There’s a story they tell—I don’t know if it’s exactly true—about a bet between a publisher and a writer. The publisher, Bennett Cerf of Random House, bet the writer, Theodore Geisel, 50 bucks that he couldn’t write a kids’ book using these 50 really short words:
a, am, and, anywhere, are, be, boat, box, car, could, dark, do, eat, eggs, fox, goat, good, green, ham, here, house, I, if, in, let, like, may, me, mouse, not, on, or, rain, Sam, say, see, so, thank, that, the, them, there, they, train, tree, try, will, with, would, you
Geisel wrote the book. It’s about a cat (is he a cat? He looks like a cat) who wants his friend to eat some food. The friend won’t. “I do not like green eggs and ham. I do not like them, Sam-I-Am,” the friend (not unreasonably) says. Sam-I-am, however, is beyond stubborn. He pesters. Pesters more. Pesters so much, he finally convinces. The book ends. And sells 200 million copies. You know the author by his pen name, Dr. Seuss.
I’m not saying that Andrew Huang is that good. No one can top Dr. Seuss. But Huang, I’d argue, is in the Seuss mold. He’s a young composer, musician, and filmmaker living in Toronto. He’s got a crazy sense of silly, and his methods are definitely Seussian. He too works with arbitrary, self imposed constraints. To give you a taste, in this video, all his musical instruments are dental tools. He’s covering a famous pop song, The Weeknd’s “Can’t Feel My Face,” using drills, picks, dentures, all provided by his actual dentist, Dr. Ronald Nazon at United Smiles in Kensington, Ontario. Why? It doesn’t matter why. Just look.
Huang has made a bunch of these arbitrarily constrained videos. He likes a challenge. He did one mostly with automobile tires, called “Wheels, ” the theme from Breaking Bad using only methamphetamine lab equipment, a German song using only red balloons to create melody, bass, drums, and snare on “99 Luftballoons,” and he performed Bach’s Air On The G-String using actual G-strings (“underwear has a range over octives”, he says), plus he rapped for 3 minutes without once using a vowel other than “e”, but the one I most want you to see is him performing a tune by shaking, shaving, biting, and eating a single apple.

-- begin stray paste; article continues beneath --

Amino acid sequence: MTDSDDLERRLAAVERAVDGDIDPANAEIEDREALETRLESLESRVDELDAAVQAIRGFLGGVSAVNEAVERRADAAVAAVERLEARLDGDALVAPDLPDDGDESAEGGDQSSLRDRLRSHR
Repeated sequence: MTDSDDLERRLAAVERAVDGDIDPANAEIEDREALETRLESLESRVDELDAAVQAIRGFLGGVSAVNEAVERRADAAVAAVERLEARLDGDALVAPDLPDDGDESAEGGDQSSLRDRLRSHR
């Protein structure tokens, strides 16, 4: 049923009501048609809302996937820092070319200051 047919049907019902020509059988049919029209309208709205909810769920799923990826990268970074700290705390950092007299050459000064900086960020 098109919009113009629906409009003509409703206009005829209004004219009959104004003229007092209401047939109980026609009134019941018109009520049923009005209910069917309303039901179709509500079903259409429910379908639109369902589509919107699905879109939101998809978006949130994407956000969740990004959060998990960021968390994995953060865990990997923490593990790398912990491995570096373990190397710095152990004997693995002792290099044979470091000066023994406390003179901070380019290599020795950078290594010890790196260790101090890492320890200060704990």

What’s cool about these videos—and the reason I want to mention them here, where you come (supposedly) to think about science—is that Huang is doing what scientists are supposed to do: He subtracts. When you want to figure out how something works, when it’s time to design your experiment, it’s absolutely necessary to zero in on your core problem, eliminate distractions, and focus. Get rid of what doesn’t matter. Concentrate.
Huang does that. His self-imposed limits both hold him down and (I hear myself giggling) set him free. He has to work narrowly, but that forces him to experiment, to play, to dare, to go where he hasn’t been before. I’d say the same about cartoonist Gary Larson, who makes fun of science and scientists and does it, each time up, in one box. Just one. Most cartoonists work in panels. Gary, in choosing to stay “inside the box” has to hit us with one punch. So it has to be sharp. That’s his limitation. That’s his joy.
There are some artists—haiku poets, abstract expressionists, composers—who call these artistically imposed constraints the heart of their art. I don’t know if I’d go as far as Igor Stravinsky does here:
My freedom thus consists in my moving about within the narrow frame that I have assigned myself for each one of my undertakings. I shall go even further: my freedom will be so much the greater and more meaningful the more narrowly I limit my ﬁeld of action and the more I surround myself with obstacles. Whatever diminishes constraint, diminishes strength. The more constraints one imposes, the more one frees one’s self of the chains that shackle the spirit.—Igor Stravinsky, Poetics of Music in the Form of Six Lessons
Maybe so. But I’ve listened to music (or looked at paintings or stared at poems) so painstakingly constrained I haven’t a clue what they’re about—or why I should care. I imagine there are science experiments that go so narrow or so broad that they don’t take us anywhere either. But with Huang, I know what he’s up to, and I’m tickled to watch him try.
Here, as my last example, is Huang working with his pal Boyinaband, doing a short, costumed salute to 26 different musical forms, from a cappella to zydeco. In this one they use real instruments, but their salute—for no apparent reason—is alphabetical. Look at the lower right-hand corner if you have no idea what they’re doing.
If you’d like to see how he turns ordinary sounds (by stretching, reverbing, pitch-changing and chopping them) into music, Andrew does a little show and tell here in the middle of a video tune performed entirely by an hotel air conditioner.
There are so many examples of artists subtracting to find beauty, before I finish, I just wanted to mention one last new-ish one, (which could be inspired by the FBI or NSA because it’s mostly about blacking things out). Austin Kleon begins with a newspaper and a black marker, and ends with what he calls “Newspaper Blackout Poems.” They’re very pleasing.